Lenovo X60 Tablet PC road test begins

The kind folks at Lenovo have provided me with a review unit of their latest Tablet PC, the ThinkPad X60. I'll have a few months of hands-on time to evaluate this convertible and share my impressions (at last) of Tablet PC life in Vista. I've been laboring mightily, but ultimately unsuccessfully, to get my trusty old Toshiba M200 Tablet running Vista. The best I've been able to manage is a slow jog.

The kind folks at Lenovo have provided me with a review unit of their latest Tablet PC, the ThinkPad X60. I'll have a few months of hands-on time to evaluate this convertible and share my impressions (at last) of Tablet PC life in Vista. I've been laboring mightily, but ultimately unsuccessfully, to get my trusty old Toshiba M200 Tablet running Vista. The best I've been able to manage is a slow jog.

As an aside, I've had a number of discussions with fellow M200 users who have expressed their dismay at being "abandoned" by Toshiba who decided pretty early on in the public beta cycle for Vista that they were not going to support the new version of Windows on that device. Given that the M200 was, in its heyday, the best-selling Tablet PC on the market I'm sure the decision was not made lightly. But it is a three-year-old PC and there were obviously enough driver issues to force the decision.

I've been saying for some time now that the X60 was emerging as my object of desire for my next Tablet. At the CES show in January, I spent enough time at the Lenovo kiosk in Microsoft's pavilion playing with the demonstration unit they were showing that I think the booth folks were convinced I was some kind of crazy stalker. That admittedly sub-optimal test drive only reinforced my opinion that this was the right device for me.

I've just received the unit (it arrived at my office yesterday afternoon) and have only first impressions to share with you at this early juncture but they are almost completely positive. The evaluation unit I'll be working with is a pretty stocked system with a Centrino Dual-Core processor, 2GB of RAM, a 5400 RPM hard drive, and the extended eight-cell battery. The X60 has Windows Vista Business Edition installed along with a full suite of Lenovo utilities (and nothing else except Norton Internet Security, and Google Desktop and Picasa). Lenovo also provided the Ultrabase unit that acts as a combination docking station and drive bay. This is an ultraportable machine and does not have a built-in optical drive but the base unit has a speedy DVD-everything/CRDW drive installed.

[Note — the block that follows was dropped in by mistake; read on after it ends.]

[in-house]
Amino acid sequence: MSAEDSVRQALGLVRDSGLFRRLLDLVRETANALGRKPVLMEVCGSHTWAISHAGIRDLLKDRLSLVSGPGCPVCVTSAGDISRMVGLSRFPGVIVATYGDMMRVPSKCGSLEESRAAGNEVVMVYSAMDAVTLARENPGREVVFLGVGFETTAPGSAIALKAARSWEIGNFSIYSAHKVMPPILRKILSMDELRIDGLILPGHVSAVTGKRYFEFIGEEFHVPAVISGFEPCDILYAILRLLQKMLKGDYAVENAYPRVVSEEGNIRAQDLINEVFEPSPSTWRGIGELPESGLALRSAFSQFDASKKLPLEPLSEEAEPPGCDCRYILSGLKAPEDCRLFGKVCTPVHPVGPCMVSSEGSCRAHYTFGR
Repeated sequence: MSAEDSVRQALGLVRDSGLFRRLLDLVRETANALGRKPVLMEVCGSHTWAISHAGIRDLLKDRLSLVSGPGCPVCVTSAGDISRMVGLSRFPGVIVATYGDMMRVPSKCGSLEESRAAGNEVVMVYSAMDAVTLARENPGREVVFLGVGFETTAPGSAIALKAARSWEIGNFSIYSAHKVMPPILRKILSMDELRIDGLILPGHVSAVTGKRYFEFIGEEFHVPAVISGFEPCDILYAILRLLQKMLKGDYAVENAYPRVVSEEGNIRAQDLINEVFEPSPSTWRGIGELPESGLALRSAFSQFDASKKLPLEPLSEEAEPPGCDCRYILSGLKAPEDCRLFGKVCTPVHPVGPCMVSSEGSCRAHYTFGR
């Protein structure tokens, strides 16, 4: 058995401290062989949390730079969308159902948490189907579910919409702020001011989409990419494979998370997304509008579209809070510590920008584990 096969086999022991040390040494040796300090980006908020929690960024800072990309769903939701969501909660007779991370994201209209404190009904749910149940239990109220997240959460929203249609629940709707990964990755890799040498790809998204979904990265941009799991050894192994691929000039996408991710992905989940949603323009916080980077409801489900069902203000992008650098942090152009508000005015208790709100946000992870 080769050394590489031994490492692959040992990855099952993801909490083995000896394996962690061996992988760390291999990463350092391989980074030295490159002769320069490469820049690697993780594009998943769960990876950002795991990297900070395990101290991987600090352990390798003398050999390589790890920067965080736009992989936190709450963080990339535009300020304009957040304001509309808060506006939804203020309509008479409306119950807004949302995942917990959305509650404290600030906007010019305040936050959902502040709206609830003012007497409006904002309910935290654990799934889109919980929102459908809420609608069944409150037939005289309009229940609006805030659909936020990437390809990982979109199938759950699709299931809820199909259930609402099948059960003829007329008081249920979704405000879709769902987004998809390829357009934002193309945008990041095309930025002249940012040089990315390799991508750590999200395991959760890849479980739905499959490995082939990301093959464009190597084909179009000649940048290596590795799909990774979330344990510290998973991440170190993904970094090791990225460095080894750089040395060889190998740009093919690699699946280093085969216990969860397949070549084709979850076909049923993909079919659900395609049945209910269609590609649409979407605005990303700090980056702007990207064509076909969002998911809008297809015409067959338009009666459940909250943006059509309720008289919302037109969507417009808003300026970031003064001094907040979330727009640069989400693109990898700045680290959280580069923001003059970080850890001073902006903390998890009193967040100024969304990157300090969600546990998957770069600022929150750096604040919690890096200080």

Much has been made of the fact that the X60 does not come with either a built-in or bundled optical drive. While I agree that you must have an optical drive for software installations and robust backups, the pain of not having an onboard drive has lessened considerably since the time I got my first drive-less Tablet PC in the M200. The combination of iTunes for watching TV and movies and listening to music and podcasts and the ability to carry a few gigabytes of data/backup space on a couple of USB flash drives has pretty much eliminated my need to have an optical drive when on the go.  

The real bonus for me is that the Lenovo folks obviously did a bit of homework and recognized that I'm a high-res screen fan (it was the single reason I selected the M200). The evaluation unit I'm working with has a delightfully sharp 1400 x 1050 display that provides an extraordinary amount of pixel depth on the 12.1" display. As with the M200, it means that some text is pretty darn small but Vista is a lot better at dealing with large fonts and icons than XP ever was so I've already gotten things configured pretty nicely. Lenovo also offers a dual-mode touch/stylus display but that option is at the lower 1024 x 768 resolution common on 12.1" Tablets. 

I'm not going to get into serious hardware review mode because this unit has been available since November and there are excellent, in-depth reviews posted by David Berlind here on ZDNet  and C|Net Reviews and a great Inkshow from my Tablet PC buddies at GottaBeMobile.com that will show and tell everything you might ever want to know hardware-wise. No, I'm going to focus on the actual experience of using this device and discuss how Office 2007 (particularly Outlook and OneNote) and some of my longstanding favorite Tablet PC applications work on this beauty. Office 2007, OneNote 2007, MindManager Pro, and my essential utilities (ActiveWords, Anagram, SnagIt, and ClipMate) are already installed (yes, it was a late night).

I'm sending the Dell D620 I've been using back to the office for redployment. The X60 looks to be all the PC I need.

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